Packers notes: Mike Pettine plans to 'respect process' of coaching search
GREEN BAY - Defensive coordinator Mike Pettine said Thursday he has not made a firm decision on whether to apply for the Green Bay Packers head-coach opening, but he said not much has changed since stating earlier in the year that he preferred to remain a coordinator.
Pettine would probably get a lot of support from players and fans given the work he has done with the Packers' defense, but having experienced what it’s like to be a head coach for two years in Cleveland, he doesn’t appear compelled to do it again anytime soon.
“I've said all along, and I know some people might scratch their heads given what our record's been, but just from a personal standpoint, just the year this has been, getting back in, and the enjoyment being around the players, being around the coaching staff, building a plan, going out and practicing it, teaching it, implementing it, it's what I love to do and I don't know if I necessarily see that changing anytime soon,” he said.
Pettine, who was out of football for two seasons after being fired from the Browns in 2015, stabilized the defense and made the best of an injury-filled season. The Packers will finish up against Detroit on Sunday without seven of their 11 starters from Week 1 due to injury.
The Packers improved from 22nd to 14th in yards allowed per game and from 26th to 22nd in points allowed.
Pettine is under contract with the Packers next year and said he would do exit interviews with his players Monday and begin preparing reports on the season. Like the rest of the assistants, he does not know whether the Packers will want him to remain.
In Pettine’s case, if the Packers hire an offensive-minded coach to replace the fired Mike McCarthy, they may want Pettine to stay on. If they hire a defensive-minded coach, it would seem likely the Packers would give him an opportunity to seek a job elsewhere.
The big question is whether the club would allow him to seek a job somewhere else right away so that all the coordinator openings aren't filled by the time the Packers make a decision on their new coach.
“It falls into the no-control-over piece as well,” Pettine said. “I’m sure the Packers have a plan of how they’re going to go about their search, and we’ll, all of us, will respect that process and see how it plays out.”
Looking to move up
Defensive passing game coordinator Joe Whitt made it clear that he would like to be a coordinator and a head coach in the NFL.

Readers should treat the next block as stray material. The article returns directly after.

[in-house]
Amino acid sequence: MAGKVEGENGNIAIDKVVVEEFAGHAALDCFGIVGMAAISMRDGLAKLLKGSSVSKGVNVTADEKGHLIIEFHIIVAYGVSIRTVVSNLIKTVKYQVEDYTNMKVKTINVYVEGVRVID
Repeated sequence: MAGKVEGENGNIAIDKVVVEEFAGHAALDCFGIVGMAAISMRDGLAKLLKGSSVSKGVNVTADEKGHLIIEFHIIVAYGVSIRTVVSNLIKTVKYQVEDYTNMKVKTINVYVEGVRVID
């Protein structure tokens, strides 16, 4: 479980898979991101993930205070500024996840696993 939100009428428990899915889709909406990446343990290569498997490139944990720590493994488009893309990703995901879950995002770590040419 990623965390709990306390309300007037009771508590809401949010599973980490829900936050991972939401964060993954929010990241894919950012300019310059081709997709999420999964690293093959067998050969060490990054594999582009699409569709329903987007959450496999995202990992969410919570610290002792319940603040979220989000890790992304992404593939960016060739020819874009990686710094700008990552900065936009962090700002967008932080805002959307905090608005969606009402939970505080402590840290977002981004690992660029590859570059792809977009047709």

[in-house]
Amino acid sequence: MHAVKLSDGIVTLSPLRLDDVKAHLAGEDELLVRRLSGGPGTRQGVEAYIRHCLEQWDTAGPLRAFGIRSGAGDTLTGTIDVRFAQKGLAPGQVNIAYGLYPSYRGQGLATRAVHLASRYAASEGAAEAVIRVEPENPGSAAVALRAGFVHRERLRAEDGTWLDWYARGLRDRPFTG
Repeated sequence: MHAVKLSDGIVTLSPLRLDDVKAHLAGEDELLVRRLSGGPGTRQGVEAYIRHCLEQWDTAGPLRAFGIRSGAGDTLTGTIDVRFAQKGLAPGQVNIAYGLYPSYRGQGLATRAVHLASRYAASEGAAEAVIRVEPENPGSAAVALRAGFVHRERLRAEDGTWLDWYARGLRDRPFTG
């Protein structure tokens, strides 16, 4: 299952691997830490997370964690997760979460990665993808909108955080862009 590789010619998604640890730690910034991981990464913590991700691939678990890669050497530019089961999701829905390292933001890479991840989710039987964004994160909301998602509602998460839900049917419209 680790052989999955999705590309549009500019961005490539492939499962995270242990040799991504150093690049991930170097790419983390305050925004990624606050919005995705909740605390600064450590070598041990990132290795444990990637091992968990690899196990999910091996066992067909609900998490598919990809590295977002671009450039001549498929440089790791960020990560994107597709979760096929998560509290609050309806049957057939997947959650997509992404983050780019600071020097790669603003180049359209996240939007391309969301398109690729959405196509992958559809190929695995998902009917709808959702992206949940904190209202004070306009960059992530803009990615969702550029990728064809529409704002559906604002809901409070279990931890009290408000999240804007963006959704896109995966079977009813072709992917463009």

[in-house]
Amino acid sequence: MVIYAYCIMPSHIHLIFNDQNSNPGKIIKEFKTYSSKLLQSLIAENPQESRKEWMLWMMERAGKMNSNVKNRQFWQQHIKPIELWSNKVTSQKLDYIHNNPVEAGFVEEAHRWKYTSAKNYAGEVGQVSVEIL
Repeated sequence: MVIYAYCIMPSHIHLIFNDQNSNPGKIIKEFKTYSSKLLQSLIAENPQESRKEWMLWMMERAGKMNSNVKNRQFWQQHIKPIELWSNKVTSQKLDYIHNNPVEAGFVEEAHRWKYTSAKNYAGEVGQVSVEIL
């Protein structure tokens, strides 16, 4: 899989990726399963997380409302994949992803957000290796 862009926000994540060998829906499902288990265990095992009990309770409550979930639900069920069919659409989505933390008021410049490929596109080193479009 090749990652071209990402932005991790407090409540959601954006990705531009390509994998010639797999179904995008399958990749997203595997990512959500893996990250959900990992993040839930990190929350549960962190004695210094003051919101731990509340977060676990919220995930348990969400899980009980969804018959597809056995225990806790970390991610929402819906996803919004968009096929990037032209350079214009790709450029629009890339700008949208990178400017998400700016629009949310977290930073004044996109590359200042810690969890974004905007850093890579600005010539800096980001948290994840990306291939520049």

It’s not known if Whitt is under contract for next season. If he is, the Packers could block him from interviewing for a coordinator’s position somewhere else. However, if his deal is up, he could interview anywhere.
McCarthy promoted Whitt last year after the change in coordinators and he oversaw a pass defense that ranked 11th in the NFL despite cornerbacks Kevin King, Davon House and Will Redmond and safeties Raven Greene and Ibraheim Campbell landing on injured reserve.
He played often with rookies Jaire Alexander and Josh Jackson at corner and veteran corner Tramon Williams at safety.
“How many guys have played in the secondary that were not in training camp?” Whitt said. “There’s more of those guys than that were actually in training camp.
“I give credit to (secondary coach) Jason (Simmons) for doing a great job of getting the group to play as one. The numbers aren’t great, but the energy and the communication and those type of things have been solid. If we can keep healthy bodies, it would be a little bit different.”
Special teams coach Ron Zook knows his unit didn’t have a good year and he will probably pay the price for it.
But the 64-year-old Zook said he is comfortable with whatever happens.
“I’ve been in this business a long time,” he said. “Fortunately, I’m good. Obviously, I want to keep coaching if that allows me. But if it doesn’t, I’ll do something. I feel very comfortable with where I’m at in life and what I’m doing.
“But like I said I want to keep coaching, I enjoy it. This is a great place obviously and we’ll see what happens. But I don’t have near the anxiety that some people might have.”
Jackson a corner
Asked if Josh Jackson might be a safety next year, Simmons said it would be a waste to stick him in one spot because he has been able to play all over the field as a corner.
Jackson has started nine games and played 68 percent of the snaps this season, playing all the corner positions. He does not have an interception and has missed too many tackles, but for a rookie he shows promise.
“The good thing about him is that he’s so versatile,” Simmons said. “He can do so much. I don’t want to say he’s a safety because I don’t want to limit the fact he can play corner. He can go out there and match guys outside. We’ve asked him to go out there in what we call the Autobahn, that fast track out there and he’s guarded guys vertically and done a good job doing so.
“So, whenever you have a guy that’s so versatile, we use him in that capacity and move him around a lot. I can’t box him into one position.”